2023 Free Agent Profile: Andrew Benintendi

While he may never tap into the power we saw early in his career, Andrew Benintendi has returned to being one of the best outfielders in MLB.

NEW YORK, NEW YORK - AUGUST 01: Andrew Benintendi #18 of the New York Yankees in action against the Seattle Mariners at Yankee Stadium on August 01, 2022 in New York City. The Yankees defeated the Mariners 7-2. (Photo by Jim McIsaac/Getty Images)

Position: LF
Bats/Throws: L/L
Age: July 6th, 1994 (28 years old)

2022 Traditional Stats: .304/.373/.399, 5 HR, 31 XBH, 31 RBI, 54 R, 521 PA’s
2022: Advanced Stats: 10% BB%, 14.8% K%, 122 wRC+, .342 wOBA, 2.8 fWAR

Outfielder Andrew Benintendi will hit the free agent market for the first time in his career this winter. His new and refined contact-centric approach at the plate and his sweet glove could be vital for any one of his suitors. Benintendi finished the 2022 season with the New York Yankees after being traded from the Kansas City Royals at the deadline. He was seen as a key pickup for a team that desperately needed a player of his caliber.

Benny Blanco’s 2022 in the Bronx was cut short due to a hand injury, but he still made an impact. His home run numbers have begun to dip over the years, but it’s been for his benefit. He’s now relying on his elite on-base percentage and an array of hits to provide impact to his team. He’d succeed in pretty much any lineup in MLB.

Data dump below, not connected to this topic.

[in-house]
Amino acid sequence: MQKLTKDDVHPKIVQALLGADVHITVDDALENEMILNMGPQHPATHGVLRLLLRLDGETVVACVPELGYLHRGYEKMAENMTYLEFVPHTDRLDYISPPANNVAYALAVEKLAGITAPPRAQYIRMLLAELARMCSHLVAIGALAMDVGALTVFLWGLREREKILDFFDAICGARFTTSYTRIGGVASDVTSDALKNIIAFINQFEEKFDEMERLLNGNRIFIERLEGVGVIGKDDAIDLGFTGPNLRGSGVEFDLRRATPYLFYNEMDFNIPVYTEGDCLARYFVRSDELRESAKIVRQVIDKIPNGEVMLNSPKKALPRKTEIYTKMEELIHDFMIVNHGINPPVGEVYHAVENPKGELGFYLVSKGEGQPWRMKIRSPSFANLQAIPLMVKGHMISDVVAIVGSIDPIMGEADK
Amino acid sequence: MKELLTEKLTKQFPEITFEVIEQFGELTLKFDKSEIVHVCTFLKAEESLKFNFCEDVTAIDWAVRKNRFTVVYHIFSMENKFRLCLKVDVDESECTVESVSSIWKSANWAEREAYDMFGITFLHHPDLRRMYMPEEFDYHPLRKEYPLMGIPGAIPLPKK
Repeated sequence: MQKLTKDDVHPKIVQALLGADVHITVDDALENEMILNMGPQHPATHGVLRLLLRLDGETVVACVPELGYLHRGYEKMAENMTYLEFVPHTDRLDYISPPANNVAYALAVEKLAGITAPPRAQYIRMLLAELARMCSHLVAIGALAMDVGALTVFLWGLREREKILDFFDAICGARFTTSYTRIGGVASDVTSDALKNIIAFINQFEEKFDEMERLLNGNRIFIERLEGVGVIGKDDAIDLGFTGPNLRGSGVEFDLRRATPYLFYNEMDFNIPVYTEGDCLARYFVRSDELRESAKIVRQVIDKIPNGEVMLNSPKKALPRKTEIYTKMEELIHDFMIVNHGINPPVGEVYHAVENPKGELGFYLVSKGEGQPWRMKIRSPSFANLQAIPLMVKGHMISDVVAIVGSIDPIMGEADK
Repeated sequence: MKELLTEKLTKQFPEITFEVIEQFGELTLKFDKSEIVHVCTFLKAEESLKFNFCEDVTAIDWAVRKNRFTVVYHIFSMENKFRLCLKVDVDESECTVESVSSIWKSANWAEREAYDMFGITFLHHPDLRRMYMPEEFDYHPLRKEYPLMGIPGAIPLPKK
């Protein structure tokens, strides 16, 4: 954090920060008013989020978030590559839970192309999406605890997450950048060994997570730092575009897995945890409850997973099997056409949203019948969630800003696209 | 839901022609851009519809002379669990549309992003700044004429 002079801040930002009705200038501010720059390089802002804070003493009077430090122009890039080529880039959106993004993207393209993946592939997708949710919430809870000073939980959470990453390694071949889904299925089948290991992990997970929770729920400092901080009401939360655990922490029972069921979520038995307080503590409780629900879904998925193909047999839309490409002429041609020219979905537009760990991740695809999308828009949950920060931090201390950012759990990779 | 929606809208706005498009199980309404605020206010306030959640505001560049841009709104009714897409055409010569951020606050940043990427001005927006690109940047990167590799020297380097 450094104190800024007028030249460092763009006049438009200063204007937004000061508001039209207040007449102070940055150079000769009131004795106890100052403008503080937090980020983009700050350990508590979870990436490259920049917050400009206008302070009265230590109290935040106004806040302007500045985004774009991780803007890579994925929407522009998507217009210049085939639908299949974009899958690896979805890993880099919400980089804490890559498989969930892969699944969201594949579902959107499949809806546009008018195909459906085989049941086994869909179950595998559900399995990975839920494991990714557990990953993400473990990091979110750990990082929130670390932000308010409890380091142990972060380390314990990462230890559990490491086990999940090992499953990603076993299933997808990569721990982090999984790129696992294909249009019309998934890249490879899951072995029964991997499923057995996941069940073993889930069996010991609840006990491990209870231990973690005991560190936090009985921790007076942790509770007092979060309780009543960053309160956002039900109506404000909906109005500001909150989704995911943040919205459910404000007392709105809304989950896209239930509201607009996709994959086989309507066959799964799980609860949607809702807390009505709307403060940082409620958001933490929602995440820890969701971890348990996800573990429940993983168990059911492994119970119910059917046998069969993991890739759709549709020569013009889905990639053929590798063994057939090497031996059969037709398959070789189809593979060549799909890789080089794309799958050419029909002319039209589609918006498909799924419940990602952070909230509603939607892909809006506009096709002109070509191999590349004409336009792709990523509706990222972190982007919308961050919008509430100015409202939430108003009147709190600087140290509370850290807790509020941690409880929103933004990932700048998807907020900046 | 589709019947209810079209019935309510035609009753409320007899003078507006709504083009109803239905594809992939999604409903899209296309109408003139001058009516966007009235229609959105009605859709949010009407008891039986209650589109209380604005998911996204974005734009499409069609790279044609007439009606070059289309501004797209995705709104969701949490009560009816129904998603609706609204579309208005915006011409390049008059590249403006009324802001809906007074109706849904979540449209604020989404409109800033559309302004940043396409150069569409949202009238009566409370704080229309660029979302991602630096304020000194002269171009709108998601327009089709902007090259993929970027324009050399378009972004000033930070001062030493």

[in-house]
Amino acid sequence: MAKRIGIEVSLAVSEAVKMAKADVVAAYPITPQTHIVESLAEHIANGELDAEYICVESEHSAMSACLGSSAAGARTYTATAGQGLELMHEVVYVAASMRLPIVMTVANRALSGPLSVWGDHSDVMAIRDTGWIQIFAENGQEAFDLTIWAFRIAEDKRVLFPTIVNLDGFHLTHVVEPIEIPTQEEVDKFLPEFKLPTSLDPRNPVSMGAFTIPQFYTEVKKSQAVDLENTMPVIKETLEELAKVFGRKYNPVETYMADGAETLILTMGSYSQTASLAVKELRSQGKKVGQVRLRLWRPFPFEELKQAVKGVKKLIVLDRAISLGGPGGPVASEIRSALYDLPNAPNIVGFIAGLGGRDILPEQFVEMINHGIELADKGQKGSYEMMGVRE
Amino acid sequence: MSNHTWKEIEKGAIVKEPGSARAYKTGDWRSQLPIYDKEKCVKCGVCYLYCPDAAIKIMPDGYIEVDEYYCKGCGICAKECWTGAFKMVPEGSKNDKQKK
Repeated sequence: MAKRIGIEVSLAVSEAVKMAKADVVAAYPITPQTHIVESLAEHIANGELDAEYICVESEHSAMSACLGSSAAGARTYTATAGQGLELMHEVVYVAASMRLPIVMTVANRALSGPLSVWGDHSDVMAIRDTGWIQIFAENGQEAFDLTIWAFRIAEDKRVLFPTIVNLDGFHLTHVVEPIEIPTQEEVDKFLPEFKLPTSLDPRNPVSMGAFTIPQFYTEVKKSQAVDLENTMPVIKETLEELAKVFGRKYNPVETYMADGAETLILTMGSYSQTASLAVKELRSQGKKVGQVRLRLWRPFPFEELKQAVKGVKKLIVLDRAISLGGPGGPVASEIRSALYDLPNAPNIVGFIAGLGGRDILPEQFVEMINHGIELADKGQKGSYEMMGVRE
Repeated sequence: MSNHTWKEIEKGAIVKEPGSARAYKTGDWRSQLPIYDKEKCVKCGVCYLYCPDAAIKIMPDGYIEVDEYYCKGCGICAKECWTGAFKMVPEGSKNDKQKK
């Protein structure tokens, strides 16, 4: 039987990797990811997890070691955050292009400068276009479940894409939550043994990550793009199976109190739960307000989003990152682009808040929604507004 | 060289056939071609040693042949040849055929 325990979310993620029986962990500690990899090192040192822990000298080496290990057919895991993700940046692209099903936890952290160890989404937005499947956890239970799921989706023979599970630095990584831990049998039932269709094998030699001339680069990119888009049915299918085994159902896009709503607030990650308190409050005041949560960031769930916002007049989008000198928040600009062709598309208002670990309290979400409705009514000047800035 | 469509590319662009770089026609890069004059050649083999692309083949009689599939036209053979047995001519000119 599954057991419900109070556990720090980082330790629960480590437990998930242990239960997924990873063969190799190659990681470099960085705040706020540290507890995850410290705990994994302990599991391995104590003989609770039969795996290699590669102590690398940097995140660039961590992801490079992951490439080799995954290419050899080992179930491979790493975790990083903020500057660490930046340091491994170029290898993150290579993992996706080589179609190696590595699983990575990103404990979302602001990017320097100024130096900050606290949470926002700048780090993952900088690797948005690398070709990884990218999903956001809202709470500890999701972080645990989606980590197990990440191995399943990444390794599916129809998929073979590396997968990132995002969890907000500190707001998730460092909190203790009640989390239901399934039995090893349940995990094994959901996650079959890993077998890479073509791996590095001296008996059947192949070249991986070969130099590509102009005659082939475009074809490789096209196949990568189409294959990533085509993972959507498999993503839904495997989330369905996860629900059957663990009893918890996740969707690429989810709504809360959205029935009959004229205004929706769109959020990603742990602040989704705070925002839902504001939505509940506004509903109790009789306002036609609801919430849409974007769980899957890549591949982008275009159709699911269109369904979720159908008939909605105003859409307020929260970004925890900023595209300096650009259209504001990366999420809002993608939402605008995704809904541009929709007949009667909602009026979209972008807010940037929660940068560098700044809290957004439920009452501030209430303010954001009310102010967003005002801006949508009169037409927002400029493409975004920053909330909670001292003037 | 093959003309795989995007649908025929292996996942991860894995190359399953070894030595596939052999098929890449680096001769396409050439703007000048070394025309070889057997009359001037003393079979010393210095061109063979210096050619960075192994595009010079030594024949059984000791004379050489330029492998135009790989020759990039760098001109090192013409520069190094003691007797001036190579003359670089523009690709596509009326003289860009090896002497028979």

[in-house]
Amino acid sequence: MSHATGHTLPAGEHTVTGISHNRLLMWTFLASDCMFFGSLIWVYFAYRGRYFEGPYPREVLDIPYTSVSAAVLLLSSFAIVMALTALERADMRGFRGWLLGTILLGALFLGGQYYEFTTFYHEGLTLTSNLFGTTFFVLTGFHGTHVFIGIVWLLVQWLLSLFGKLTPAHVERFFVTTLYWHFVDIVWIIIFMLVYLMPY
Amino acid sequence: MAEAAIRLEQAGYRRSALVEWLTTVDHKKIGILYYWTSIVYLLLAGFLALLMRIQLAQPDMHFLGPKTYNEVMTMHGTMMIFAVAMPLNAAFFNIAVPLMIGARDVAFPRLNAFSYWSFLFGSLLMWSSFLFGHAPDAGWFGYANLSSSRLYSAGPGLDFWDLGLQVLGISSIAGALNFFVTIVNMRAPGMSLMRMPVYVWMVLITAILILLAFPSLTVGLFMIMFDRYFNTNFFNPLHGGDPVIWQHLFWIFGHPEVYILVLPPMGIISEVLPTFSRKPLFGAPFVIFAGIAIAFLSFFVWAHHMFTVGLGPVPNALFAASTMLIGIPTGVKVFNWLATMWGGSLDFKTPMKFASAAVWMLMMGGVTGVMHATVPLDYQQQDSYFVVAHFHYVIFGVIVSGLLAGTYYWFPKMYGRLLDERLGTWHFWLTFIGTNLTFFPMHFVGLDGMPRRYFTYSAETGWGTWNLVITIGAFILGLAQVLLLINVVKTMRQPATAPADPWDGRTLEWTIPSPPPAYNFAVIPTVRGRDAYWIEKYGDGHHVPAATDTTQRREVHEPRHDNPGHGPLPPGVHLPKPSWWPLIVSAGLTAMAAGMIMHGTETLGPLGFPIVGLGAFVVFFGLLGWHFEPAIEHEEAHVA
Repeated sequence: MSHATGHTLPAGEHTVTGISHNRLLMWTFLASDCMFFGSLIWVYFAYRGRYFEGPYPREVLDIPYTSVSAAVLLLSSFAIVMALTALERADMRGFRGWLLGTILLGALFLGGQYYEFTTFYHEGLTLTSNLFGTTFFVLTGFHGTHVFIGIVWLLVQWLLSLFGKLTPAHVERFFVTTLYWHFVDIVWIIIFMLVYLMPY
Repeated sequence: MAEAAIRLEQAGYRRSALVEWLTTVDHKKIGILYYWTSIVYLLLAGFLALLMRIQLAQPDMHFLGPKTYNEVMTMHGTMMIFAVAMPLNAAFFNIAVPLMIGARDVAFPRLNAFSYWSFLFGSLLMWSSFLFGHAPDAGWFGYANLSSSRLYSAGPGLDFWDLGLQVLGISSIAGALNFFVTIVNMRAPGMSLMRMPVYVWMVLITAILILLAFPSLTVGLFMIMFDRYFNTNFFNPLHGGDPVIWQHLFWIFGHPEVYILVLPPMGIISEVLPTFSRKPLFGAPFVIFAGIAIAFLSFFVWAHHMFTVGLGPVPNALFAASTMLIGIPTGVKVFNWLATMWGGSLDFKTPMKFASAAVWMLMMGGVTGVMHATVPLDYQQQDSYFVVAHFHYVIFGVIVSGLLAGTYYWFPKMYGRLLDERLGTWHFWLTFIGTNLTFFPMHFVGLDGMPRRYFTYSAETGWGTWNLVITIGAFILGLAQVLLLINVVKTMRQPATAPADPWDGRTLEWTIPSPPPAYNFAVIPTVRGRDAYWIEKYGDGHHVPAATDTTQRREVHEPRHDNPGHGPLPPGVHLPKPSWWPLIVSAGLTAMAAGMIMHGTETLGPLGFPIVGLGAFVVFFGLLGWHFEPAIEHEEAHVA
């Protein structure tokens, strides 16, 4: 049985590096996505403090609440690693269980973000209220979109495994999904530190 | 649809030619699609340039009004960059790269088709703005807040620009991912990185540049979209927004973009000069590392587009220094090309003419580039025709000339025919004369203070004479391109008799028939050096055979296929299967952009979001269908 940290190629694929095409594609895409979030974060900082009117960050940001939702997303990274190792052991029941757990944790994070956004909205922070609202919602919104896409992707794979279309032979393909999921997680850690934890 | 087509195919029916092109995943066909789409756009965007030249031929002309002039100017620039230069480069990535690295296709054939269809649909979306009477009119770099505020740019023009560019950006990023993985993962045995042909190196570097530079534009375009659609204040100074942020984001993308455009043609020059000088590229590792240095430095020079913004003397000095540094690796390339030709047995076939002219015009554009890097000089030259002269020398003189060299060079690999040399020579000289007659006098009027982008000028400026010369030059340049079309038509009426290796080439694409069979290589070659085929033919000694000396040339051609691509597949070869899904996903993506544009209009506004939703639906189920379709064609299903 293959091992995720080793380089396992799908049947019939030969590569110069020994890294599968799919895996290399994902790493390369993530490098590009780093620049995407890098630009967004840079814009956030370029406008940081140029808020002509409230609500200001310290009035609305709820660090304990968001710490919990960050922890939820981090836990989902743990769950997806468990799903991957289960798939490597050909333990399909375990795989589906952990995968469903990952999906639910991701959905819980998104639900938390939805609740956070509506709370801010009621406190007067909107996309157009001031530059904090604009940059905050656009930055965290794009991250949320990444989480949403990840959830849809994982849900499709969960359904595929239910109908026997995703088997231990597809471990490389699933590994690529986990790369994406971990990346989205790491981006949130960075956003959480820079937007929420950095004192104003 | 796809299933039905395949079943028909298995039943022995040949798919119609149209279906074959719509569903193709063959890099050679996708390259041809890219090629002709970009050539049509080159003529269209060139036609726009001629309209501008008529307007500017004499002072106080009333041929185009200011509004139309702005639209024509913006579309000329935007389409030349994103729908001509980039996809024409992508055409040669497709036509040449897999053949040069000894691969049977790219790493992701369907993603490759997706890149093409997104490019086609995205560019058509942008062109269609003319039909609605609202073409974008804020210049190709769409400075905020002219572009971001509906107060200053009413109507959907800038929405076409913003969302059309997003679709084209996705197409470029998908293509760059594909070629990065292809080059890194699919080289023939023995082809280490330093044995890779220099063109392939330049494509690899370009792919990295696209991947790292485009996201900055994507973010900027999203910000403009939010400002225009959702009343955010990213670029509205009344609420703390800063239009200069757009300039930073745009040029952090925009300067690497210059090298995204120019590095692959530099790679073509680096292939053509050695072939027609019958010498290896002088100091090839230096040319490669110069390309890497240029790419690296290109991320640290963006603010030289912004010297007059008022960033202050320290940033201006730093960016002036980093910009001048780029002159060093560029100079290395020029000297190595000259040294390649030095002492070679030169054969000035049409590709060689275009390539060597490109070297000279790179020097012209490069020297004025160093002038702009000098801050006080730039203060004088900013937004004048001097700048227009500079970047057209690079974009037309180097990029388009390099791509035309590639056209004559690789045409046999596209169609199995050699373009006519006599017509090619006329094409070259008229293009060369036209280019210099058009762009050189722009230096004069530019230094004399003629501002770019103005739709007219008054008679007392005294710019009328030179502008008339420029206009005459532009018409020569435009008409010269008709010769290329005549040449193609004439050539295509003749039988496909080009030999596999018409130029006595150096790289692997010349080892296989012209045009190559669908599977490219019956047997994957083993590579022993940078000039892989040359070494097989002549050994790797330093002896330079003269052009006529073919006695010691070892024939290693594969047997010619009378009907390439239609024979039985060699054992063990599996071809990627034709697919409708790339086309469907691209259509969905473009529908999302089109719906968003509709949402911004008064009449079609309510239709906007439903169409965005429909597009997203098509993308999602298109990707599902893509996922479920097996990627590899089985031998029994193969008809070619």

Ad – content continues below

With the outfielder hitting the open market for the first time, who could his possible suitors be? Let’s take a dive into Andrew Benintendi’s impending free agency.

Path to Free Agency

At a position that is relatively weak in the modern age, Andrew Benintendi will be a prized asset on the open market. Benintendi was drafted by the Boston Red Sox with the seventh overall pick in the 2015 MLB Draft. He was accelerated through the minor leagues, playing in Low-A and A the same year he was drafted. He made even more progress in 2016, playing in High-A, Double-A, and eventually being called up to the majors.

The outfielder played 32 regular season games with the Red Sox in 2016 and started in the playoffs. His first home run came in his first ever playoff series against the Cleveland Indians. This was only the beginning, as he became beloved by the Boston faithful.

He finished second in Rookie of the Year voting in 2017, right behind future teammate Aaron Judge. Fast forward to 2018, where he helped the Red Sox lift yet another World Series trophy. Benintendi was almost a 5 fWAR player that season, cementing himself as an integral part of the Red Sox.

Unfortunately, 2019 and 2020 were lackluster for the once beloved player. Benintendi had begun to fall flat and was barley a league average hitter by the time he left Boston. He was dealt to the Kansas City Royals that offseason and produced at a decent level in 2021. He secured his first career Gold Glove in Kansas City, with the best still yet to come.